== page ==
As I descend Arizona, actually forced by the sunset to pull over and step out of my car into the warm twilight, I begin to wonder if I will one day feel nostalgia for this experience that I am having right now.
A few days later I am driving through rural eastern Arizona; wind pummeled fields of gold, expansive stretches of pasture in every direction. Pico Iyer wrote, “We travel initially, to lose ourselves; and we travel next, to find ourselves.” I suddenly feel myself reverting back to the former once more. Am I free? This land is incomprehensibly vast and beautiful. Thin wire fences border the highway, always. To keep cows in or me out? My heart pounds fifty miles into New Mexico when I see a guy with a pack walking along the inside of the fence.
At a truck stop, I meet a Navajo hitchhiker who I don’t offer a ride—he seems friendly, though he keeps talking about his DUIs and his time in the Penn (as he explains why he speaks so many different languages). Anyway, I want to enjoy this ride alone.
When I reach Albuquerque, Cheryl sends me to Satellite Coffee, and then I swing up to Santa Fe to visit Kate and eat a lot of good food. A few days later when I turn south to zigzag across the state, I take country roads instead of the Interstate. This means I get to slide back into my solitary meditation among the rippling grains, though it also means I’ll miss two places I wanted to visit—Truth or Consequences, because I am intrigued by the name, and Elephant Butte, for obvious reasons.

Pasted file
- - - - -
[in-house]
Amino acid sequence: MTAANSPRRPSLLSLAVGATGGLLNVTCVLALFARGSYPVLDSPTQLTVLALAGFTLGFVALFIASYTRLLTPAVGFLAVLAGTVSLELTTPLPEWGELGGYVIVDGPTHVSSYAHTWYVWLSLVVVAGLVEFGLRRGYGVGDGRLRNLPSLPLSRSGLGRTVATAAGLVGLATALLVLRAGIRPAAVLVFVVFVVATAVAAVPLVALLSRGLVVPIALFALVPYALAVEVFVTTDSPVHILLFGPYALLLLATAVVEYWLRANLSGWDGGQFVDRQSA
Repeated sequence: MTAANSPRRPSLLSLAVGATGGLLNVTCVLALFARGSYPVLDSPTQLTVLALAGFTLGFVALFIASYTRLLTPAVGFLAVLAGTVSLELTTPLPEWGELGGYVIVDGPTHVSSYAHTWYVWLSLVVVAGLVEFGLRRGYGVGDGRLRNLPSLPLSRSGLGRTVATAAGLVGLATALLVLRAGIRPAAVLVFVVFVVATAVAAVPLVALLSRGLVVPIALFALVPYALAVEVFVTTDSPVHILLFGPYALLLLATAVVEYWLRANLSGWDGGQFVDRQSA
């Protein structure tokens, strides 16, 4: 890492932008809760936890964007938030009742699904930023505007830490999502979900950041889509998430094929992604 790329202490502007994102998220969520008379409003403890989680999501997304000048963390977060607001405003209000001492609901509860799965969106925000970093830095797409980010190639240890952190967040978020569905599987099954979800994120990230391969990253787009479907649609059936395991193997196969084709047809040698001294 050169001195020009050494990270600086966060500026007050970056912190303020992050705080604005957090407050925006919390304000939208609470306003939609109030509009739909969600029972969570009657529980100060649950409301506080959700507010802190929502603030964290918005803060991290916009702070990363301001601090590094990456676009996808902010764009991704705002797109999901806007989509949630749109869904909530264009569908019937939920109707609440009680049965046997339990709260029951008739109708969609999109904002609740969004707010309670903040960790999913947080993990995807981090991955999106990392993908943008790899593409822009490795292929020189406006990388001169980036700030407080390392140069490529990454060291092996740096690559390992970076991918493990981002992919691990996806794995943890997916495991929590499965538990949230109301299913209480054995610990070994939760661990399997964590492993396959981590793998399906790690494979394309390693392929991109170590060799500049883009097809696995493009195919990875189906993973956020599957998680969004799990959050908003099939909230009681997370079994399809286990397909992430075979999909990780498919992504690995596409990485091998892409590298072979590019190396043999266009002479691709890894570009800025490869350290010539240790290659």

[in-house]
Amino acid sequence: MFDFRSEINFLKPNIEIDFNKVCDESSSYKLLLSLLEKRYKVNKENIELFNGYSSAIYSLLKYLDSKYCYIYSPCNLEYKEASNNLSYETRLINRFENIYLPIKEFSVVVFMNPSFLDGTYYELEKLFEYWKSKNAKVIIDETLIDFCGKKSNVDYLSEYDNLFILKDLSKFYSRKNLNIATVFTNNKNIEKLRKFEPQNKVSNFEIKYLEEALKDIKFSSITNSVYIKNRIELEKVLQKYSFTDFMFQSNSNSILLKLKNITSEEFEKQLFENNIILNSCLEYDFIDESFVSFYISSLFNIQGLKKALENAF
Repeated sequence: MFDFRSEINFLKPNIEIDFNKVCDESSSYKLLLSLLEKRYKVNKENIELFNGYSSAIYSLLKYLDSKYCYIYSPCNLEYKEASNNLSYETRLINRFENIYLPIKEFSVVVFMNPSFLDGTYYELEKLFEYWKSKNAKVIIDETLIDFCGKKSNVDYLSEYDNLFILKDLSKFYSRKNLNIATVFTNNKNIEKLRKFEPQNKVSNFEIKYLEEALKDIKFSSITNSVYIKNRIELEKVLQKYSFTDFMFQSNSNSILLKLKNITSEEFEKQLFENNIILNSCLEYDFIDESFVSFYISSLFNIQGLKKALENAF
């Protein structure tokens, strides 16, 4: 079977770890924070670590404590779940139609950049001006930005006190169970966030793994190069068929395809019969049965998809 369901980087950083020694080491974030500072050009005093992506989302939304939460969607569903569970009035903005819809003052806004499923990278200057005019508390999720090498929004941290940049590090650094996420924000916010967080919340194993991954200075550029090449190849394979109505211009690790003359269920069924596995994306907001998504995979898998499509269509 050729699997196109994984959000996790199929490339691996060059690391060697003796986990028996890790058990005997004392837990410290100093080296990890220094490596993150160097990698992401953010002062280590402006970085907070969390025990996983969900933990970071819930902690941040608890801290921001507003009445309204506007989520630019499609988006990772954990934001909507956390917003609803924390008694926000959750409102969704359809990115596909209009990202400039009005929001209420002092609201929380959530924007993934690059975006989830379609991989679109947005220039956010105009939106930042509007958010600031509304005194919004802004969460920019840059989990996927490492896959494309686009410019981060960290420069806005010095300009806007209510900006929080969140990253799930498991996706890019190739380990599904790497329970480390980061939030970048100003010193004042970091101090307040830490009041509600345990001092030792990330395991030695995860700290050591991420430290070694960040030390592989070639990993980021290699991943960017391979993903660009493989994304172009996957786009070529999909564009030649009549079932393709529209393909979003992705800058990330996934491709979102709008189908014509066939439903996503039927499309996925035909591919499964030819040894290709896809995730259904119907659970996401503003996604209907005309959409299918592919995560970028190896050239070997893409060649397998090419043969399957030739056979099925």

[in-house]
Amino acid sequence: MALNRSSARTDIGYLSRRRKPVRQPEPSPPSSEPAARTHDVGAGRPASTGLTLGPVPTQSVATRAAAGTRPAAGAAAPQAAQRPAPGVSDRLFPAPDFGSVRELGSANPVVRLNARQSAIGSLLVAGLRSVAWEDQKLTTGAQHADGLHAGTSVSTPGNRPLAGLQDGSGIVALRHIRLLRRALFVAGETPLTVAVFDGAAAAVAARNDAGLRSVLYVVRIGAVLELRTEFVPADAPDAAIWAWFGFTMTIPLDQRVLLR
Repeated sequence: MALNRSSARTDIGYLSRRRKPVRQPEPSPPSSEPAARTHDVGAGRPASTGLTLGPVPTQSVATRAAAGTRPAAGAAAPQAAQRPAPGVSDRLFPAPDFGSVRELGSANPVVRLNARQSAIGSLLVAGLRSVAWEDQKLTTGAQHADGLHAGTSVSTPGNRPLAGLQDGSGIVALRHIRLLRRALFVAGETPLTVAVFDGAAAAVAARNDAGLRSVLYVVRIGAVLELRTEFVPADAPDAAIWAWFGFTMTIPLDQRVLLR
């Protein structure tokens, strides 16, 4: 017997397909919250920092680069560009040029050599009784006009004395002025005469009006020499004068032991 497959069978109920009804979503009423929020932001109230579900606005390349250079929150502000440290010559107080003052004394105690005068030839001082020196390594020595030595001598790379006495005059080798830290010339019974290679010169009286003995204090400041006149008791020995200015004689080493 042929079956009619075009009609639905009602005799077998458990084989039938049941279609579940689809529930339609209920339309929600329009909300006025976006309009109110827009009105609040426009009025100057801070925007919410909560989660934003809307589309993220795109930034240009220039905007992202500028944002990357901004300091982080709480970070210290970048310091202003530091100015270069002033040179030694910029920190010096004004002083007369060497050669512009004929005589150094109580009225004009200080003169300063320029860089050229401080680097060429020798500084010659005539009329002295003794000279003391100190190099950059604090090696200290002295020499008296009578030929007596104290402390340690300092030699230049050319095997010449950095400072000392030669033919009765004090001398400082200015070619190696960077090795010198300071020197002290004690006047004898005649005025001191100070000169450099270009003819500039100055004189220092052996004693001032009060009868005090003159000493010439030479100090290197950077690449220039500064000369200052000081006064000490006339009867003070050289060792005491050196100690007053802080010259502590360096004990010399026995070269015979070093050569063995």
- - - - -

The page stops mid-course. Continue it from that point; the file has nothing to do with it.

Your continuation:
These empty roads. Through miles and hours and lifetimes of landscape, wide open fields and pastures, long billowing golden grasses in the wind, occasional cows, I pass a car perhaps once every twenty minutes. Suddenly I see a blue information sign: ROADSIDE TABLE. I pull over at the turnout, and there is a wooden table beside the road–this is the middle of nowhere, miles from the closest town. I sit and write a poem.
East of Las Cruces, just beyond an air force base and a missile range, I arrive in White Sands, NM. As the sun settles into the crook of a horizon-mountain, wisps of golden grasses shiver in the dying sunlight, their shadows reaching across the sands towards the almost full moon rising over the dunes. Of the moon and the dunes, which is the whitest? Which is the largest? Which understands me the best? Which will endure the longest?
BOOBOOOOOM! It’s all gone, my questions shattered by a double explosion that splits the air. I practically drop to the ground as I flinch. Then I see the jets slicing through the sky. A missile test, or a sonic breaking of the sound barrier? Suddenly, I feel unaccountably sad. I look around and all I see is trees and grass and sand and rock and water. How do we turn that into cars and guns and bombs and shoes and pop tarts and supersonic jet planes?